Khazanah Nasional Berhad, the investment holding arm of the Malaysian government, announced plans to buy a 52% stake in Indonesia's Bank Lippo over the weekend. The move marks the group's first direct investment in Indonesia's banking sector. It also underlines its determination to ape the success of its forerunner Temasek, the investment arm of the Singaporean govenment, which currently holds a 56% stake in PT Bank Danamon and a 28% stake in Bank Internasional Indonesia.
Analysts have welcomed the decision. "I think this is a vote of confidence on the outlook of the country," says Raymond Kosasih, a research analyst at Deutsche Verdhana Indonesia.
He adds, "For Lippo Bank, the competitive lanscape has changed significantly - most banks already have strong strategic partners who can support capital raising. Without a strong strategic partner both in terms of capital and expertise, Lippo Bank could see its deposit franchise deteriorating.
"For Khazanah, it is an entry point to tap Indonesia's growth potential. Lippo Bank, in this regard, has an under-utilised balance-sheet structure, whereby its LDR is still below 30%."
In a statement, Khazanah says it, "believes that Bank Lippo's franchise and banking infrastructure will provide an excellent platform to participate in the growth opportunities and strong underlying fundamentals of the Indonesian economy."
Khazanah will pay as much as Rp 3.3 trillion ($338 million) for a 52% stake in Lippo, which is Indonesia's ninth largest lender by assets. The final price will be determined after Lippo's accounts are audited on June 30. UBS advised Bank Lippo in the deal.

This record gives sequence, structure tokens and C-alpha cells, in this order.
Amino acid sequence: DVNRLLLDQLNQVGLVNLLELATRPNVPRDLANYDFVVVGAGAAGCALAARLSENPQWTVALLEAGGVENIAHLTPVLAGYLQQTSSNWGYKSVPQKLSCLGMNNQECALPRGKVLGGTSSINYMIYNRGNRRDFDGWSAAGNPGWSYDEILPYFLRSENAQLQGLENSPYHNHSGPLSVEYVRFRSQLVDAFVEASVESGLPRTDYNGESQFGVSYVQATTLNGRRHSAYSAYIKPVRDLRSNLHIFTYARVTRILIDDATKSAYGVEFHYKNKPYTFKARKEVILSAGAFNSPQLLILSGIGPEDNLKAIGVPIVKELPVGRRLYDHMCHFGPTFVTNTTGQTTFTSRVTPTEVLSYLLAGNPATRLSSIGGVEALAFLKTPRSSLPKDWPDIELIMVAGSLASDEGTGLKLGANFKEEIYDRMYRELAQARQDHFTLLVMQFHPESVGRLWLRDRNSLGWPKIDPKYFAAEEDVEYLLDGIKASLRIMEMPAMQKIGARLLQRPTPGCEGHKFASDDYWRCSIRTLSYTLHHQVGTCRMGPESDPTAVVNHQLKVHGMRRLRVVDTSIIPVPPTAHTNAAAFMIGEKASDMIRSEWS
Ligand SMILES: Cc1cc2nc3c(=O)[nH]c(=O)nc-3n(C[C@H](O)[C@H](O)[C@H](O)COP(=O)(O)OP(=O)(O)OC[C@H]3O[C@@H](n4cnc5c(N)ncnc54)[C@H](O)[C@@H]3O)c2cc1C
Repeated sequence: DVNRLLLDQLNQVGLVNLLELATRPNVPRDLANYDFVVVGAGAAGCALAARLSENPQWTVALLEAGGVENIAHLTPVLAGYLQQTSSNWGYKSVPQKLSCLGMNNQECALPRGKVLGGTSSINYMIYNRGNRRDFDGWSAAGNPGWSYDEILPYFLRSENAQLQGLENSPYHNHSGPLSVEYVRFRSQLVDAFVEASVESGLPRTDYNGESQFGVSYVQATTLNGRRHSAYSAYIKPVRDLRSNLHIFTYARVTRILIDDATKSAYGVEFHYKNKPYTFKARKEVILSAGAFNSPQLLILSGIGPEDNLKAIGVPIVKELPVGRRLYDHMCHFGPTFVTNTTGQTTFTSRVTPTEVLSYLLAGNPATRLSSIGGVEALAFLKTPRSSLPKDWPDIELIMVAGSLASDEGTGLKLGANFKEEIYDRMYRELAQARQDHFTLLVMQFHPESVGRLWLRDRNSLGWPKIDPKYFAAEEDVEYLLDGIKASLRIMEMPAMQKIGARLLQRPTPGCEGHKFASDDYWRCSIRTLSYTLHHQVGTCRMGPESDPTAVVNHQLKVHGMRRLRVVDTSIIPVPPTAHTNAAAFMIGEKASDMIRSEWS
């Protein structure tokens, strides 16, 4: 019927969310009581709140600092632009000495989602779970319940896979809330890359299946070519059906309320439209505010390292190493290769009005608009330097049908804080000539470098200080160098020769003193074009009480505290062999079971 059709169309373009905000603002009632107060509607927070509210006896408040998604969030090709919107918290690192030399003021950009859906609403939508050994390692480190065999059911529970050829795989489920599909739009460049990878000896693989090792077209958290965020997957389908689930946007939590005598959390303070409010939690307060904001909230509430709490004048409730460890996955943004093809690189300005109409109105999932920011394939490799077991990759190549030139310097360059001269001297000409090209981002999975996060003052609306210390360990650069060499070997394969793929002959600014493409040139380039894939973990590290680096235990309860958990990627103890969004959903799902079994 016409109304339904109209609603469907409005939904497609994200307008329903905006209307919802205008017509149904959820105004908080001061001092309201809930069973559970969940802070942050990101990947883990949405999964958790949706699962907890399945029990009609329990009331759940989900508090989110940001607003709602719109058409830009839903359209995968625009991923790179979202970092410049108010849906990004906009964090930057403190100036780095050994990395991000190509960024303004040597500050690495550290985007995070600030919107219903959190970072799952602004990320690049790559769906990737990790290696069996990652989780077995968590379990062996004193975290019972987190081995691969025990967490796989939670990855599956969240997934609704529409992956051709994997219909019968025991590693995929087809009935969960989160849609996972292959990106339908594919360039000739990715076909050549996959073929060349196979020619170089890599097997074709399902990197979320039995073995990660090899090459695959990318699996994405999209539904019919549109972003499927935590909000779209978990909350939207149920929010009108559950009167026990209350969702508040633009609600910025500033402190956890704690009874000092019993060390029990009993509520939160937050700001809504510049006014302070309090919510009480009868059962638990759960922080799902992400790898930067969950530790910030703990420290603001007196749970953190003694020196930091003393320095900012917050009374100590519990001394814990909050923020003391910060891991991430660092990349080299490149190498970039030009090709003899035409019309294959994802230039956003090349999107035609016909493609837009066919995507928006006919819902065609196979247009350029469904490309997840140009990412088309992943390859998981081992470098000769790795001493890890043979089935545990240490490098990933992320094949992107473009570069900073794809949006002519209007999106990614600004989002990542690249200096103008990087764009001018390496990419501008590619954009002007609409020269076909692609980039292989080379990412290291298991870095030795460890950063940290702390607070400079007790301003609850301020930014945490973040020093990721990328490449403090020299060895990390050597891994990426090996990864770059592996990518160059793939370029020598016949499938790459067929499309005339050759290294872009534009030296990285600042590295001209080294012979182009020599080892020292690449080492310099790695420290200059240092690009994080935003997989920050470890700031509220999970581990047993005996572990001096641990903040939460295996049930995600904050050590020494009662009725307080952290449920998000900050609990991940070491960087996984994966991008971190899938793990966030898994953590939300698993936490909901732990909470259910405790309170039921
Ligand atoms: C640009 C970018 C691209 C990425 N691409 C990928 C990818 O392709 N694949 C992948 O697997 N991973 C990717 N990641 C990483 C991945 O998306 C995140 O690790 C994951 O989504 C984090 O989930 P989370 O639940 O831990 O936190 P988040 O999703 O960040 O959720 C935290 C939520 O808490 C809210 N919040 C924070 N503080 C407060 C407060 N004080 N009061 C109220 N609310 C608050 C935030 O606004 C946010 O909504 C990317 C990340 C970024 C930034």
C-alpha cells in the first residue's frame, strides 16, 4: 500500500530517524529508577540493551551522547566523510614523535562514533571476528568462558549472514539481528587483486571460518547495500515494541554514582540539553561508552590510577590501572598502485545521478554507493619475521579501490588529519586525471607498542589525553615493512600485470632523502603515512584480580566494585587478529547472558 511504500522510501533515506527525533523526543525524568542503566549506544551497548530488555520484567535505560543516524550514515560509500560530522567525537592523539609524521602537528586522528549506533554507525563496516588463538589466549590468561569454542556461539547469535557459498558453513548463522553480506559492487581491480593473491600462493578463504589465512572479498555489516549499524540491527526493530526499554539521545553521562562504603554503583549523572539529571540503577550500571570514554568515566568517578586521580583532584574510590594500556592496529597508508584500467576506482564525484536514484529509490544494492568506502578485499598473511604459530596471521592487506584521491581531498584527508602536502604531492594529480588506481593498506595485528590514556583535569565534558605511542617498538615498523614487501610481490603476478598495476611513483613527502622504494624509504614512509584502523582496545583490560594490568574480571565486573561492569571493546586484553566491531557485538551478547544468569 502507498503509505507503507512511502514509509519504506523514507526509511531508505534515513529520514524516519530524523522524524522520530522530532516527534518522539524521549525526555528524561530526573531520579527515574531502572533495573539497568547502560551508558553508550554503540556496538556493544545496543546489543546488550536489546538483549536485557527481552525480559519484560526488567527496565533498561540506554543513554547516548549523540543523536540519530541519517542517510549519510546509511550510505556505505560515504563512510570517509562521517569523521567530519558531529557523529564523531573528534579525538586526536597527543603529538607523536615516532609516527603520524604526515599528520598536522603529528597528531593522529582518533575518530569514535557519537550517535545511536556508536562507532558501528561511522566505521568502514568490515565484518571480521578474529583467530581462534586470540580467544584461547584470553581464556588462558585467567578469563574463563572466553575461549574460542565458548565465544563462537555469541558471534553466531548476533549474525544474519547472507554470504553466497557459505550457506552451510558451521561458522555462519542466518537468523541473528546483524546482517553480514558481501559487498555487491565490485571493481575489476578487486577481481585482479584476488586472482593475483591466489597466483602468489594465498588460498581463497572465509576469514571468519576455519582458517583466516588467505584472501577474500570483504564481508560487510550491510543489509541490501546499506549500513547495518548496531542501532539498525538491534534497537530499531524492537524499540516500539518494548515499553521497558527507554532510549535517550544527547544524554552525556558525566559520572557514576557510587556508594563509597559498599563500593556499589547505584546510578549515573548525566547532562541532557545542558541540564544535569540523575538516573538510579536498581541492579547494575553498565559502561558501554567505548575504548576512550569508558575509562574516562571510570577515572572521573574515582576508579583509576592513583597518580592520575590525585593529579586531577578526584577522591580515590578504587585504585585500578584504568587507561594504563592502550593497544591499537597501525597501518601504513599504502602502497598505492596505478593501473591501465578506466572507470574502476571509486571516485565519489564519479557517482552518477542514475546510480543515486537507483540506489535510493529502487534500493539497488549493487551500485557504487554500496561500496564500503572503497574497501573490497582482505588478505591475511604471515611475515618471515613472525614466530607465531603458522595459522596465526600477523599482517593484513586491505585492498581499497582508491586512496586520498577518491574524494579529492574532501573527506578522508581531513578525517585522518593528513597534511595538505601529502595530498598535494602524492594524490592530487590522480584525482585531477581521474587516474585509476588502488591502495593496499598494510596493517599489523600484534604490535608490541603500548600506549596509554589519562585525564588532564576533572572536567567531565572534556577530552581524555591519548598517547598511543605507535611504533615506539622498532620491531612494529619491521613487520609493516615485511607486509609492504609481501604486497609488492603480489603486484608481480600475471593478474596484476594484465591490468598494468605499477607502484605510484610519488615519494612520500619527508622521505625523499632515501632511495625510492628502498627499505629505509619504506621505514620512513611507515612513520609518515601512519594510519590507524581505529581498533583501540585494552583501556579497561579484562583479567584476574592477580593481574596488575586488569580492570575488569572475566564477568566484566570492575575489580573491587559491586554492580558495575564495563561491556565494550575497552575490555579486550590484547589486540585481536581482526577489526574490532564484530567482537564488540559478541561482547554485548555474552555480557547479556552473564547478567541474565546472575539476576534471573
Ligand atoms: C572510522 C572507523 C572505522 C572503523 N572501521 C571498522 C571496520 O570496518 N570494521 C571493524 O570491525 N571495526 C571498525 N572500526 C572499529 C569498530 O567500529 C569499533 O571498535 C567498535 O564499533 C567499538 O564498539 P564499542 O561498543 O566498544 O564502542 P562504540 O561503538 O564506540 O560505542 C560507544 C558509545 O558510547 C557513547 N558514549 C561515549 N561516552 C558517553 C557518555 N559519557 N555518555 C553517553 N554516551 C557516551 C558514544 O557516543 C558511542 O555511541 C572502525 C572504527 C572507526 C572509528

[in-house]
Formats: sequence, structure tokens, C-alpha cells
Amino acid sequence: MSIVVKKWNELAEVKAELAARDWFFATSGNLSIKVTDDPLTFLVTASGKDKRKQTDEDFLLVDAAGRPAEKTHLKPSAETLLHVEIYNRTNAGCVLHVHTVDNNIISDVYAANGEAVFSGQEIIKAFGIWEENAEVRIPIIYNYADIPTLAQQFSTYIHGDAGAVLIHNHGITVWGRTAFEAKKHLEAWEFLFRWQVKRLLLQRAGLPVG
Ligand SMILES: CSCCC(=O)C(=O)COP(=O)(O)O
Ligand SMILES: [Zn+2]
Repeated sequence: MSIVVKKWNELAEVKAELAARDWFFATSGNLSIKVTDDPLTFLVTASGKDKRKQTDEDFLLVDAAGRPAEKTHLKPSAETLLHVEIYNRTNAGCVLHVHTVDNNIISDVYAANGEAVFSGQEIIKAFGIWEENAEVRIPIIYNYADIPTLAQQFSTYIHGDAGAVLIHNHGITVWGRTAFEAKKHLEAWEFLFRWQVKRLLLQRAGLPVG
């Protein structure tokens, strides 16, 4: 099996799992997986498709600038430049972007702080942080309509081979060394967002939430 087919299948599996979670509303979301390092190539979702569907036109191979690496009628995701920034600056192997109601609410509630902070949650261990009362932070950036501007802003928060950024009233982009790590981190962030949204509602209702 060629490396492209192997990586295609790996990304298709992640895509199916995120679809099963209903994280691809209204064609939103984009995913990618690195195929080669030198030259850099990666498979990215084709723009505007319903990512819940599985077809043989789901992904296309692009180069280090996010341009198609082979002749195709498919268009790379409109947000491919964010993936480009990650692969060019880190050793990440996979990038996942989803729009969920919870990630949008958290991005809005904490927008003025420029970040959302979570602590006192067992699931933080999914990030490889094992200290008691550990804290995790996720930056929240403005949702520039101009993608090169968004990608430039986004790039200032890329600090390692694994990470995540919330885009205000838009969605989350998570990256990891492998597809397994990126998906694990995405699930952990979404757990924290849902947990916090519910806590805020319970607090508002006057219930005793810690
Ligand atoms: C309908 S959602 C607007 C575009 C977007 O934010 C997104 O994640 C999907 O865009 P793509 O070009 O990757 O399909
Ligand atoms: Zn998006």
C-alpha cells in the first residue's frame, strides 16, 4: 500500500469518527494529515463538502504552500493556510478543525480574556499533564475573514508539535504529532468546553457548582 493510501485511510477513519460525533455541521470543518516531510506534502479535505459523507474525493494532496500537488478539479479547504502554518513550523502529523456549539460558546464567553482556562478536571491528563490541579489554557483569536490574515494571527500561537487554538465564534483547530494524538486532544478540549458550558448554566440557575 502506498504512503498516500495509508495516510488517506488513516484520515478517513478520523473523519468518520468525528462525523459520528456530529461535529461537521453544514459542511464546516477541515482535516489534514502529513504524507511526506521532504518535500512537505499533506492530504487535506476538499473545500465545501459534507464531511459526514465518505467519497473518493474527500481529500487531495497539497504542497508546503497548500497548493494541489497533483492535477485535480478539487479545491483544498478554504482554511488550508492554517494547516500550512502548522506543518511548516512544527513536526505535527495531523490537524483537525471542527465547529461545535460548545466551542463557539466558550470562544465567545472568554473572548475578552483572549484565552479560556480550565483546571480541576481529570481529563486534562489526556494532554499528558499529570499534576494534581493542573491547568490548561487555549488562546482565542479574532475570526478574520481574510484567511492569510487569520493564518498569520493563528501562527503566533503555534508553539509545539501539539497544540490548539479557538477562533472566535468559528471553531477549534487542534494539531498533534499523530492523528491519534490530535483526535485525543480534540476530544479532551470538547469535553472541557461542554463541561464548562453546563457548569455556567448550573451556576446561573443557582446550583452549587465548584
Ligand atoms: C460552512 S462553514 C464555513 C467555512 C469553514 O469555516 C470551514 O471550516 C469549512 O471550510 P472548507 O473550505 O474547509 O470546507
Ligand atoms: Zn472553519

The price amounts to between 2.5 and 2.6 times Bank Lippo's book value per share based on its March 31 audited accounts.
Khazanah, advised by BNP Paribas, will buy the stake from a consortium of international investors led by Swissasia Global, which is controlled by Raiffeisen Zentralbank, Austria's fouth-largest bank. Swissasia Global, advised by Merrill Lynch, bought 52.1% of Bank Lippo in February 2004 from the Indonesian Bank Restructuring Agency (IBRA) for $142 million. The government sold that stake as part of an effort to both cut its deficit and recoup some of the Rp 450 trillion it has spent bailing out banks since the 1997 Asian Fincial Crisis.
The deal still needs approvals from Bank Indonesia and the approval of Lippo's shareholders. A potential hurdle is a clause in the 2004 sale and purchase agreement that states that Swiss Asia cannot re-sell its stake within the next two years. However, Khazanah says that Swiss Asia has obtained the consent of the Ministry of Finance to sell its entire shareholding prior to the expiry of the two-year lockup period.
Khazanah says it will also offer to buy the remaining Bank Lippo shares in the lender after the deal is competed within three months. The agency has been expanding beyond Malaysia, where it controls some of the country's top listed companies worth a market value of $16 billion. For example, it controls Commerce Asset-Holding, which owns a 61.5% stake in PT Bank Niaga, Indonesia's eight-largest lender by assets.
Lippo says it serves more than 2.8 million customers through a network of 395 branch offices and 690 ATM machines in more than 120 cities in Indonesia. However, analysts say Bank Lippo, may miss its profit target after signing an agreement to sell some property assets at a lower price than their book value. Earlier this month, Bank Lippo signed an agreement with Australian-based property investor Gruenberger & Seitschek Group to sell foreclosed assets for about Rp 2 trillion to be paid over four years. The assets were valued at Rp 2.31 trillion as of March 31.
"That could be viewed as a positive sign as it shows Lippo becoming leaner," says one Jakarta-based banker.
Indeed, investors signaled their approval of the Khazanah deal. Bank Lippo shares rose Rp 50, or 3.5% to Rp 1,480 on the Jakarta Stock Exchange. The share price has more than doubled this year.